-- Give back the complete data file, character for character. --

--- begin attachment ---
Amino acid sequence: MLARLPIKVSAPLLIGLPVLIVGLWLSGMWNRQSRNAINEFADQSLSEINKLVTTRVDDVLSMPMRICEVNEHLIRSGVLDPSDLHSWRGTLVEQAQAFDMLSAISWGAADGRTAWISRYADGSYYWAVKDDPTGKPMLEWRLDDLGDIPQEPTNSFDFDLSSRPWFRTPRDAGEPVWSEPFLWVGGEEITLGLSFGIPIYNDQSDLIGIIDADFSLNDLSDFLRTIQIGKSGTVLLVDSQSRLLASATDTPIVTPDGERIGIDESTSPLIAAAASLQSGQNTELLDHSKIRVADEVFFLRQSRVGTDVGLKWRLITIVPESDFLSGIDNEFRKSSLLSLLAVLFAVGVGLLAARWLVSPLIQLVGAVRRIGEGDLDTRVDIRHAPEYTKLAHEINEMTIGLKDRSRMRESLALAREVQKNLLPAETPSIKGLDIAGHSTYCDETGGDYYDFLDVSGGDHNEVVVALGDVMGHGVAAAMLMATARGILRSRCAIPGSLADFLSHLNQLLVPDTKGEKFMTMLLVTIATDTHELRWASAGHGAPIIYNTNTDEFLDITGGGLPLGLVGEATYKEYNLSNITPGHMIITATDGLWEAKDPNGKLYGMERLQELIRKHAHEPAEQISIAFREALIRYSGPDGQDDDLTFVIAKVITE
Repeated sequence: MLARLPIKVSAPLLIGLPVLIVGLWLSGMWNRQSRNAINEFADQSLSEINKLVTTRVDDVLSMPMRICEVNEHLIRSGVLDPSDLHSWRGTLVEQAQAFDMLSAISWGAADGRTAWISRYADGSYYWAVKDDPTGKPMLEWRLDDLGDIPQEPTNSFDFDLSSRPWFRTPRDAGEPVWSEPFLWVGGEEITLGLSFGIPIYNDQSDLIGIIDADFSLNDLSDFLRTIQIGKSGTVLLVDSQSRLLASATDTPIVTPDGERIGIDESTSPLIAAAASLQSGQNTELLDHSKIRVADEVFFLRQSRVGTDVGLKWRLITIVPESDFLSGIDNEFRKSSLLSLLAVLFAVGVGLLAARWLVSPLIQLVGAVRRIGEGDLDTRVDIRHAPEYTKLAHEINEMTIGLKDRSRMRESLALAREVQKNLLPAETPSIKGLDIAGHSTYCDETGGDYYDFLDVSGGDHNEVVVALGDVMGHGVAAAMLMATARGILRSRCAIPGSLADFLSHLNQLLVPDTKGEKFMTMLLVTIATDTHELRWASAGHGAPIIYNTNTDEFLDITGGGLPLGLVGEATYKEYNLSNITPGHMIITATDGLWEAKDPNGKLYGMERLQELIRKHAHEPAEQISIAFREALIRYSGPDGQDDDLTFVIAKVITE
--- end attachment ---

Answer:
Amino acid sequence: MLARLPIKVSAPLLIGLPVLIVGLWLSGMWNRQSRNAINEFADQSLSEINKLVTTRVDDVLSMPMRICEVNEHLIRSGVLDPSDLHSWRGTLVEQAQAFDMLSAISWGAADGRTAWISRYADGSYYWAVKDDPTGKPMLEWRLDDLGDIPQEPTNSFDFDLSSRPWFRTPRDAGEPVWSEPFLWVGGEEITLGLSFGIPIYNDQSDLIGIIDADFSLNDLSDFLRTIQIGKSGTVLLVDSQSRLLASATDTPIVTPDGERIGIDESTSPLIAAAASLQSGQNTELLDHSKIRVADEVFFLRQSRVGTDVGLKWRLITIVPESDFLSGIDNEFRKSSLLSLLAVLFAVGVGLLAARWLVSPLIQLVGAVRRIGEGDLDTRVDIRHAPEYTKLAHEINEMTIGLKDRSRMRESLALAREVQKNLLPAETPSIKGLDIAGHSTYCDETGGDYYDFLDVSGGDHNEVVVALGDVMGHGVAAAMLMATARGILRSRCAIPGSLADFLSHLNQLLVPDTKGEKFMTMLLVTIATDTHELRWASAGHGAPIIYNTNTDEFLDITGGGLPLGLVGEATYKEYNLSNITPGHMIITATDGLWEAKDPNGKLYGMERLQELIRKHAHEPAEQISIAFREALIRYSGPDGQDDDLTFVIAKVITE
Repeated sequence: MLARLPIKVSAPLLIGLPVLIVGLWLSGMWNRQSRNAINEFADQSLSEINKLVTTRVDDVLSMPMRICEVNEHLIRSGVLDPSDLHSWRGTLVEQAQAFDMLSAISWGAADGRTAWISRYADGSYYWAVKDDPTGKPMLEWRLDDLGDIPQEPTNSFDFDLSSRPWFRTPRDAGEPVWSEPFLWVGGEEITLGLSFGIPIYNDQSDLIGIIDADFSLNDLSDFLRTIQIGKSGTVLLVDSQSRLLASATDTPIVTPDGERIGIDESTSPLIAAAASLQSGQNTELLDHSKIRVADEVFFLRQSRVGTDVGLKWRLITIVPESDFLSGIDNEFRKSSLLSLLAVLFAVGVGLLAARWLVSPLIQLVGAVRRIGEGDLDTRVDIRHAPEYTKLAHEINEMTIGLKDRSRMRESLALAREVQKNLLPAETPSIKGLDIAGHSTYCDETGGDYYDFLDVSGGDHNEVVVALGDVMGHGVAAAMLMATARGILRSRCAIPGSLADFLSHLNQLLVPDTKGEKFMTMLLVTIATDTHELRWASAGHGAPIIYNTNTDEFLDITGGGLPLGLVGEATYKEYNLSNITPGHMIITATDGLWEAKDPNGKLYGMERLQELIRKHAHEPAEQISIAFREALIRYSGPDGQDDDLTFVIAKVITE